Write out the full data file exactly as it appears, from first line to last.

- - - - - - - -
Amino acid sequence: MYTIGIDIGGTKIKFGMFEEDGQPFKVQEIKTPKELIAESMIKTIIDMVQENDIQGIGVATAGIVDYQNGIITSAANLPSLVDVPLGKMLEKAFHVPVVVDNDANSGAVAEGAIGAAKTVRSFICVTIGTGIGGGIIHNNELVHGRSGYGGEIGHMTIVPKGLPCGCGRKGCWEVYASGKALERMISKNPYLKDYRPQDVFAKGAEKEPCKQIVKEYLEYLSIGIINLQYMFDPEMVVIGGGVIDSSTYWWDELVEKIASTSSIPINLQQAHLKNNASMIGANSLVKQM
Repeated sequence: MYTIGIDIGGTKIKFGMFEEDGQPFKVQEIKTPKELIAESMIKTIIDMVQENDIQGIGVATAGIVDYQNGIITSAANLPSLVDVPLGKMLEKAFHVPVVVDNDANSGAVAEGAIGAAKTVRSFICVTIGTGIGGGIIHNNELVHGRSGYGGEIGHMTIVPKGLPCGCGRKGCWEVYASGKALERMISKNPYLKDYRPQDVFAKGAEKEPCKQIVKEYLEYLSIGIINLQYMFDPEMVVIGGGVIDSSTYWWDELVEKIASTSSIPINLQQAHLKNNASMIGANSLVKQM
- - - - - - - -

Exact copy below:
Amino acid sequence: MYTIGIDIGGTKIKFGMFEEDGQPFKVQEIKTPKELIAESMIKTIIDMVQENDIQGIGVATAGIVDYQNGIITSAANLPSLVDVPLGKMLEKAFHVPVVVDNDANSGAVAEGAIGAAKTVRSFICVTIGTGIGGGIIHNNELVHGRSGYGGEIGHMTIVPKGLPCGCGRKGCWEVYASGKALERMISKNPYLKDYRPQDVFAKGAEKEPCKQIVKEYLEYLSIGIINLQYMFDPEMVVIGGGVIDSSTYWWDELVEKIASTSSIPINLQQAHLKNNASMIGANSLVKQM
Repeated sequence: MYTIGIDIGGTKIKFGMFEEDGQPFKVQEIKTPKELIAESMIKTIIDMVQENDIQGIGVATAGIVDYQNGIITSAANLPSLVDVPLGKMLEKAFHVPVVVDNDANSGAVAEGAIGAAKTVRSFICVTIGTGIGGGIIHNNELVHGRSGYGGEIGHMTIVPKGLPCGCGRKGCWEVYASGKALERMISKNPYLKDYRPQDVFAKGAEKEPCKQIVKEYLEYLSIGIINLQYMFDPEMVVIGGGVIDSSTYWWDELVEKIASTSSIPINLQQAHLKNNASMIGANSLVKQM